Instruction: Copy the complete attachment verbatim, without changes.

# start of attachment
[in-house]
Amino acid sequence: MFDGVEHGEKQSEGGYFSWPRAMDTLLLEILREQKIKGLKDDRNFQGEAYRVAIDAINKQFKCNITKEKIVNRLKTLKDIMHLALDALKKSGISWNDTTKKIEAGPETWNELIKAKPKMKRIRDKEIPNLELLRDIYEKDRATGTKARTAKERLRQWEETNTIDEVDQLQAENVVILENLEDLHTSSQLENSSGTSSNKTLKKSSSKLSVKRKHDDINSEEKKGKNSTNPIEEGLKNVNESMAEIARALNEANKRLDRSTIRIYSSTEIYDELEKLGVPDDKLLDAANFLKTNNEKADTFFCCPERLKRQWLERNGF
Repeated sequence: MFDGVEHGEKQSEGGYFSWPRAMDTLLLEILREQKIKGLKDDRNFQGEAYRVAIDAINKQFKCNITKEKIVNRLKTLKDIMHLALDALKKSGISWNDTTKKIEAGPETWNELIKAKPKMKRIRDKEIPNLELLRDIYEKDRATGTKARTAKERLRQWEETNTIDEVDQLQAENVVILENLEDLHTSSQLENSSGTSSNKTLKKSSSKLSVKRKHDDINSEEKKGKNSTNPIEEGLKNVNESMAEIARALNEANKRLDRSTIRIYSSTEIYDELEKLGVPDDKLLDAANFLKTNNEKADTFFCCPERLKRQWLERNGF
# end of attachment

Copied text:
[in-house]
Amino acid sequence: MFDGVEHGEKQSEGGYFSWPRAMDTLLLEILREQKIKGLKDDRNFQGEAYRVAIDAINKQFKCNITKEKIVNRLKTLKDIMHLALDALKKSGISWNDTTKKIEAGPETWNELIKAKPKMKRIRDKEIPNLELLRDIYEKDRATGTKARTAKERLRQWEETNTIDEVDQLQAENVVILENLEDLHTSSQLENSSGTSSNKTLKKSSSKLSVKRKHDDINSEEKKGKNSTNPIEEGLKNVNESMAEIARALNEANKRLDRSTIRIYSSTEIYDELEKLGVPDDKLLDAANFLKTNNEKADTFFCCPERLKRQWLERNGF
Repeated sequence: MFDGVEHGEKQSEGGYFSWPRAMDTLLLEILREQKIKGLKDDRNFQGEAYRVAIDAINKQFKCNITKEKIVNRLKTLKDIMHLALDALKKSGISWNDTTKKIEAGPETWNELIKAKPKMKRIRDKEIPNLELLRDIYEKDRATGTKARTAKERLRQWEETNTIDEVDQLQAENVVILENLEDLHTSSQLENSSGTSSNKTLKKSSSKLSVKRKHDDINSEEKKGKNSTNPIEEGLKNVNESMAEIARALNEANKRLDRSTIRIYSSTEIYDELEKLGVPDDKLLDAANFLKTNNEKADTFFCCPERLKRQWLERNGF